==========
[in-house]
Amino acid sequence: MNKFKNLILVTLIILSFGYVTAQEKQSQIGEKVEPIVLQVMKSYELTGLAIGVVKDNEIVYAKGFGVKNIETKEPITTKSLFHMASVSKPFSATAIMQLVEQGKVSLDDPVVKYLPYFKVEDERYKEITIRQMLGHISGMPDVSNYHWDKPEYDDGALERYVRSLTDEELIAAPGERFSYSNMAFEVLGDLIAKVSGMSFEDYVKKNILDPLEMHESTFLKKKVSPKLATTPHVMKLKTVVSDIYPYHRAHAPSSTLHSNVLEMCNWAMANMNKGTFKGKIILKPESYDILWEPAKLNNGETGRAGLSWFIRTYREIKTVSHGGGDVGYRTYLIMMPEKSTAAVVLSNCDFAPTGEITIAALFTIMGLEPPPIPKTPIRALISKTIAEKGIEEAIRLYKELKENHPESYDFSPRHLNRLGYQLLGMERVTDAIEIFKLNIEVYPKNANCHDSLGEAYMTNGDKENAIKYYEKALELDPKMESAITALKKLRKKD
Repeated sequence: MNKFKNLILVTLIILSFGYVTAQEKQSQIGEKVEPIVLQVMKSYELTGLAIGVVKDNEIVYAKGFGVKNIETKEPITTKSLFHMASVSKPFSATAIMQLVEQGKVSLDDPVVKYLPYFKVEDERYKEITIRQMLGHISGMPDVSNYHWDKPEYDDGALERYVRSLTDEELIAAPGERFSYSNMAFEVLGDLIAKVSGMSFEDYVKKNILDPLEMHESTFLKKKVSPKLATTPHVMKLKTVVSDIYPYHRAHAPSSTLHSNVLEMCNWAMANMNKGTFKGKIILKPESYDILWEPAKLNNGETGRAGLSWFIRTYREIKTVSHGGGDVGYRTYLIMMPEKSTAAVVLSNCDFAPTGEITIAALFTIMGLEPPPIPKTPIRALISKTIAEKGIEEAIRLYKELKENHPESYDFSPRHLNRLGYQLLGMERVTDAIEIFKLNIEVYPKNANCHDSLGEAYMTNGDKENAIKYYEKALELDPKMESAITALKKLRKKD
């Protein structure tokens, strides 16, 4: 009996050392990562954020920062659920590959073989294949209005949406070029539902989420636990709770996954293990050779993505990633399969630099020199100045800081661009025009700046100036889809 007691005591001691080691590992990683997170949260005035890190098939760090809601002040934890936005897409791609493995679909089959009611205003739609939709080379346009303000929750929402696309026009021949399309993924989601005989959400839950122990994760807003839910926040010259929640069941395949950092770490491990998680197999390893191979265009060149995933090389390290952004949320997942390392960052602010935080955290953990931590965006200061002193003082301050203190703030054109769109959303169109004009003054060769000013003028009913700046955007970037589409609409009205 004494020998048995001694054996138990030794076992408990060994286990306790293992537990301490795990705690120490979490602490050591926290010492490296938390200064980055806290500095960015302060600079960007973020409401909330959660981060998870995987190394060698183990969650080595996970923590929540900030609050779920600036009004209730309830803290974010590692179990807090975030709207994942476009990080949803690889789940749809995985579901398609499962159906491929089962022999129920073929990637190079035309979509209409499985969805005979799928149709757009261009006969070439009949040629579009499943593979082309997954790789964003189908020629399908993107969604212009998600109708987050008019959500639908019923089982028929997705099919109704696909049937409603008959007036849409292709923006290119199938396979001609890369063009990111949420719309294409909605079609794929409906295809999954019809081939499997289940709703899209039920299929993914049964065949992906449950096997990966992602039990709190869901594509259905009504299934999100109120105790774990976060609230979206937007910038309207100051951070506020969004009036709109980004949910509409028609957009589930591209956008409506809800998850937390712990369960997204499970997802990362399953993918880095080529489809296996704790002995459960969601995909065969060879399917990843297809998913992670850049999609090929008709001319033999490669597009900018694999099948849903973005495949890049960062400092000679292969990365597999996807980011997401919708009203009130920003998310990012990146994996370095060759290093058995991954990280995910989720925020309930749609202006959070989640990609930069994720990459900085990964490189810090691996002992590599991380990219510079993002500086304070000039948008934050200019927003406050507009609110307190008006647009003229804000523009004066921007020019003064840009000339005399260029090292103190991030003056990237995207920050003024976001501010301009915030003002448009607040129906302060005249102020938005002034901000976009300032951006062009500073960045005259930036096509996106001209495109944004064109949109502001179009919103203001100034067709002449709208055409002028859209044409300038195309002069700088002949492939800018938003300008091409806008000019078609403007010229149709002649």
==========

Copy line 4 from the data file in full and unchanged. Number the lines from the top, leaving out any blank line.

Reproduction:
């Protein structure tokens, strides 16, 4: 009996050392990562954020920062659920590959073989294949209005949406070029539902989420636990709770996954293990050779993505990633399969630099020199100045800081661009025009700046100036889809 007691005591001691080691590992990683997170949260005035890190098939760090809601002040934890936005897409791609493995679909089959009611205003739609939709080379346009303000929750929402696309026009021949399309993924989601005989959400839950122990994760807003839910926040010259929640069941395949950092770490491990998680197999390893191979265009060149995933090389390290952004949320997942390392960052602010935080955290953990931590965006200061002193003082301050203190703030054109769109959303169109004009003054060769000013003028009913700046955007970037589409609409009205 004494020998048995001694054996138990030794076992408990060994286990306790293992537990301490795990705690120490979490602490050591926290010492490296938390200064980055806290500095960015302060600079960007973020409401909330959660981060998870995987190394060698183990969650080595996970923590929540900030609050779920600036009004209730309830803290974010590692179990807090975030709207994942476009990080949803690889789940749809995985579901398609499962159906491929089962022999129920073929990637190079035309979509209409499985969805005979799928149709757009261009006969070439009949040629579009499943593979082309997954790789964003189908020629399908993107969604212009998600109708987050008019959500639908019923089982028929997705099919109704696909049937409603008959007036849409292709923006290119199938396979001609890369063009990111949420719309294409909605079609794929409906295809999954019809081939499997289940709703899209039920299929993914049964065949992906449950096997990966992602039990709190869901594509259905009504299934999100109120105790774990976060609230979206937007910038309207100051951070506020969004009036709109980004949910509409028609957009589930591209956008409506809800998850937390712990369960997204499970997802990362399953993918880095080529489809296996704790002995459960969601995909065969060879399917990843297809998913992670850049999609090929008709001319033999490669597009900018694999099948849903973005495949890049960062400092000679292969990365597999996807980011997401919708009203009130920003998310990012990146994996370095060759290093058995991954990280995910989720925020309930749609202006959070989640990609930069994720990459900085990964490189810090691996002992590599991380990219510079993002500086304070000039948008934050200019927003406050507009609110307190008006647009003229804000523009004066921007020019003064840009000339005399260029090292103190991030003056990237995207920050003024976001501010301009915030003002448009607040129906302060005249102020938005002034901000976009300032951006062009500073960045005259930036096509996106001209495109944004064109949109502001179009919103203001100034067709002449709208055409002028859209044409300038195309002069700088002949492939800018938003300008091409806008000019078609403007010229149709002649």